The third day saw half the group visit some of the most remote schools within England – one of which is the highest school within the country. All schools within this cluster of schools provide a primary school education and have enrollments varying from five students through to 60 students. Two of the schools have been federated to ensure the sustainability of each school community.
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Lynda from the Local Authority of the Department of Education supports the cluster – she has a focus on supporting smaller and more remote clusters of schools throughout Staffordshire. She believes that small schools need to cluster together and be outward looking to offer the best education for students and to support teachers. This is evidenced in what we have seen through the federation of St Bartholomew’s and Flash Primary Schools today. It is also due to the passion, commitment and vision of Sue Evans and her team that the students at these schools were a joy to be around.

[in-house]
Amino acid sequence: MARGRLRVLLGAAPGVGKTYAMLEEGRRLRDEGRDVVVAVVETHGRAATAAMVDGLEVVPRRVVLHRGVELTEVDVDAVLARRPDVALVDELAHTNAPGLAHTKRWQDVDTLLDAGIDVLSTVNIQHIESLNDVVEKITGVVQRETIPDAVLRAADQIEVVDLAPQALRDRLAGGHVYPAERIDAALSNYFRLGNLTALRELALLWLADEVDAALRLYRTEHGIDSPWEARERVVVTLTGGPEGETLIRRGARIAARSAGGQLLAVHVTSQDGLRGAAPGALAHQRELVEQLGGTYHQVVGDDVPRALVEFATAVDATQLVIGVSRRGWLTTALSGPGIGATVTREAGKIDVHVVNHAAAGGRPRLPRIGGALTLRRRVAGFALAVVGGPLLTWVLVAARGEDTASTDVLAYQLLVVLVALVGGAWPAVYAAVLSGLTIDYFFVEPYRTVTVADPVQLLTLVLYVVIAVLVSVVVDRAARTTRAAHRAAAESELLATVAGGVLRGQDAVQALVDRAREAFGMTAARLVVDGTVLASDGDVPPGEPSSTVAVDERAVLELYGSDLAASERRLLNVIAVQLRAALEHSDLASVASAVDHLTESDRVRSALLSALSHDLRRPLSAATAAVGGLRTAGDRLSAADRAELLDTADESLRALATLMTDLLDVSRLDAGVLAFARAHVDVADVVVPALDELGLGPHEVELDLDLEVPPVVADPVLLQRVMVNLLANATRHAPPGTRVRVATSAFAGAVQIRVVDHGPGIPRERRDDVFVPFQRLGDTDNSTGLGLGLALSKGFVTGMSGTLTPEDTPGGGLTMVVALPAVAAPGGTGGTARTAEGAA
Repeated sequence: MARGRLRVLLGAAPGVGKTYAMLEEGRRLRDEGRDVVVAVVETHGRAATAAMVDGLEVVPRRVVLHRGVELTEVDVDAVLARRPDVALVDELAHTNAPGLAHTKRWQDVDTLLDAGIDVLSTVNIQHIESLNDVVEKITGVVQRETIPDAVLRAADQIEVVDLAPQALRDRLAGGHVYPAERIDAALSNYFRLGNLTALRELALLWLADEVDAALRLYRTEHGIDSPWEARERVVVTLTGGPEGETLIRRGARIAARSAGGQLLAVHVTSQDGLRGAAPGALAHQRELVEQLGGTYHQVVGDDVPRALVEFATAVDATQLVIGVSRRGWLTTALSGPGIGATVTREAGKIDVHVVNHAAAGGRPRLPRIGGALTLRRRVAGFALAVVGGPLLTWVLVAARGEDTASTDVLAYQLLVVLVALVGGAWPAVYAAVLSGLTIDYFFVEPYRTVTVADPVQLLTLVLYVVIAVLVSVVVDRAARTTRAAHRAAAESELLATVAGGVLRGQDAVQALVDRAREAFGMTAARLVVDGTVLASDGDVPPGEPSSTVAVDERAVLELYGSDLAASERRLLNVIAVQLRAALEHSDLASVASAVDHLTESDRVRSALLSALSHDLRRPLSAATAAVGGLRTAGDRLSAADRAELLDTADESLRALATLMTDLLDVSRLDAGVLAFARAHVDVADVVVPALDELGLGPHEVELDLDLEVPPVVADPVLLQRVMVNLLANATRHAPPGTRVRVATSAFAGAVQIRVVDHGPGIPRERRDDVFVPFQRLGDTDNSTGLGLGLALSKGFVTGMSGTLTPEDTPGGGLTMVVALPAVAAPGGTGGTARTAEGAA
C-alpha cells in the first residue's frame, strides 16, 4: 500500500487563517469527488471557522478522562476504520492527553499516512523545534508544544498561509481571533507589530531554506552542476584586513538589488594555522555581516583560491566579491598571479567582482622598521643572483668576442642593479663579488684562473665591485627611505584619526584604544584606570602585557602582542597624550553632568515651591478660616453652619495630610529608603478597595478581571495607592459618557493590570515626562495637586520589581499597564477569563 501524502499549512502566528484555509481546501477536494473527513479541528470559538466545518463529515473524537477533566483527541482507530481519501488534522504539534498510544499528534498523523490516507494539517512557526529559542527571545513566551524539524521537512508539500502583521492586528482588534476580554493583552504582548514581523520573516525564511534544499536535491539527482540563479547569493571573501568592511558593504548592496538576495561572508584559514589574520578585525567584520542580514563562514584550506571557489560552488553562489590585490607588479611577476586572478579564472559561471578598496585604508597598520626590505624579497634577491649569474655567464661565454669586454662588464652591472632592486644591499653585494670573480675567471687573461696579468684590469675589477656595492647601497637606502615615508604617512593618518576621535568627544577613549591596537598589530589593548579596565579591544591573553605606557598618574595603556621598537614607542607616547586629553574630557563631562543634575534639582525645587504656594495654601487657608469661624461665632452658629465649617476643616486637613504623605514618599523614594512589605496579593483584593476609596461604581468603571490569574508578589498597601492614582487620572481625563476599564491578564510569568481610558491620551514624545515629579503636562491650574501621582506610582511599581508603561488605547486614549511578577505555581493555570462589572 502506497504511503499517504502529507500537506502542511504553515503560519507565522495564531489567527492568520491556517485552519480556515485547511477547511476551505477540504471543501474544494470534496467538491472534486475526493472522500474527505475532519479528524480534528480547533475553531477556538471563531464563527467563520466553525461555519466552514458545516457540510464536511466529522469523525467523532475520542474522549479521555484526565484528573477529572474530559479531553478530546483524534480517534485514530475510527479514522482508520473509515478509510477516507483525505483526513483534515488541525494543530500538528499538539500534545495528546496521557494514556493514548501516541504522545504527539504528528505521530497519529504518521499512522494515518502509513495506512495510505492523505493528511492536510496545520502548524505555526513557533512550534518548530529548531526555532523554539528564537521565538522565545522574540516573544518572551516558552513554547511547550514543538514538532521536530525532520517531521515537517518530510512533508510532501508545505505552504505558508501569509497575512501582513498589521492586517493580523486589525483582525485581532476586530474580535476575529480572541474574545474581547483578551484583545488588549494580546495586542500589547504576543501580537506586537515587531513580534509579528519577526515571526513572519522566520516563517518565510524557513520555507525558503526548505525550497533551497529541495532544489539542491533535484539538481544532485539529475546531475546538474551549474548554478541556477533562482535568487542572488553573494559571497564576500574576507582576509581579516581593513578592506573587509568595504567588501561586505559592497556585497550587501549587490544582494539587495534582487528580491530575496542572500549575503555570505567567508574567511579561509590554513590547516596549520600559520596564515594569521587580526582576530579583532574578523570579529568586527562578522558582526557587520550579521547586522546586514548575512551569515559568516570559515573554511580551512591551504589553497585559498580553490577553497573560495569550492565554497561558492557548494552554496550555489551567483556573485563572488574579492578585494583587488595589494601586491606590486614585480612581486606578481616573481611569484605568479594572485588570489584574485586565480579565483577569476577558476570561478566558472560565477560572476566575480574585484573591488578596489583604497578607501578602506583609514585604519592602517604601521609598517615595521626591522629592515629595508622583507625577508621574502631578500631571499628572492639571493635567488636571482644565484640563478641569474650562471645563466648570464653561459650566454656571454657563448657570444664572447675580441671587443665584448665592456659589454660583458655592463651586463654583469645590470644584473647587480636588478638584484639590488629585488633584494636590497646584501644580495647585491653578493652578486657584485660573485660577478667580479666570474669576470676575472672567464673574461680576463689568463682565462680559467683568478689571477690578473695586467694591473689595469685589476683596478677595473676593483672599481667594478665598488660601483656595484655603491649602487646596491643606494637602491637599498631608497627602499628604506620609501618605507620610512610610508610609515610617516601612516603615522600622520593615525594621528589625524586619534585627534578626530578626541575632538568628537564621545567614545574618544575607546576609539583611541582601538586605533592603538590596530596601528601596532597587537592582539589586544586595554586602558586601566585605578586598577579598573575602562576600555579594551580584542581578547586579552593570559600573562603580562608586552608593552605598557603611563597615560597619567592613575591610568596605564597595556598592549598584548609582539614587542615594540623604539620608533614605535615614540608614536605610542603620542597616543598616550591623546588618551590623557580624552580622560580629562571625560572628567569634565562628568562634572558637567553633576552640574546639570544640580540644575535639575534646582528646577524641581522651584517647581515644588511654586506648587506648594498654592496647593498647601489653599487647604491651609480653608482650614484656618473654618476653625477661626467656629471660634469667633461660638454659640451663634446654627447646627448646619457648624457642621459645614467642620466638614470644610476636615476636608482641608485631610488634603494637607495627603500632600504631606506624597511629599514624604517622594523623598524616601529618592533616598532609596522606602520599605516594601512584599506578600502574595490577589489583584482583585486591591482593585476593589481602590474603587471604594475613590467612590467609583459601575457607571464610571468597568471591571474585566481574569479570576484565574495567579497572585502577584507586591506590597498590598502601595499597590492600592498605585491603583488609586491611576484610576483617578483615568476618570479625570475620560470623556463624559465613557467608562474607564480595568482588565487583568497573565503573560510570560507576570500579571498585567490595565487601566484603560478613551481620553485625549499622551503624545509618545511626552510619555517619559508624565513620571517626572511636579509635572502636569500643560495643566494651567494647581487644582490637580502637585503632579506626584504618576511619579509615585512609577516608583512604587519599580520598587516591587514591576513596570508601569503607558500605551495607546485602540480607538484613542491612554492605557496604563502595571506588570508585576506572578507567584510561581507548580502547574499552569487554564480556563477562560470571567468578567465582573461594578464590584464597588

Through the cluster approach developed within this cluster, students were provided with a great learning program with student learning outcomes being very strong – a number of students performing at the “exceptional” level.
St Bartholomew’s Church of England Primary School is one of 85 small schools in the broader Staffordshire district. It has a current enrolment of 18 students and two years ago amalgamated with Flash Primary School (who currently has 7 students) as part of the Federation approach which operates within England. This restructure was necessary for the survival of the two schools whose numbers were declining due to a change in demographics caused by changing industries, the disappearance of farms and remoteness of the area. In addition families are commuting to Buxton and Manchester for employment opportunities. These families will often take their children with them and enroll them at schools in the towns of their employment for logistic reasons. Sue Evans, who is the Head Teacher at St Bartholomew’s, has witnessed this decline in numbers over the sixteen years she has been at the school.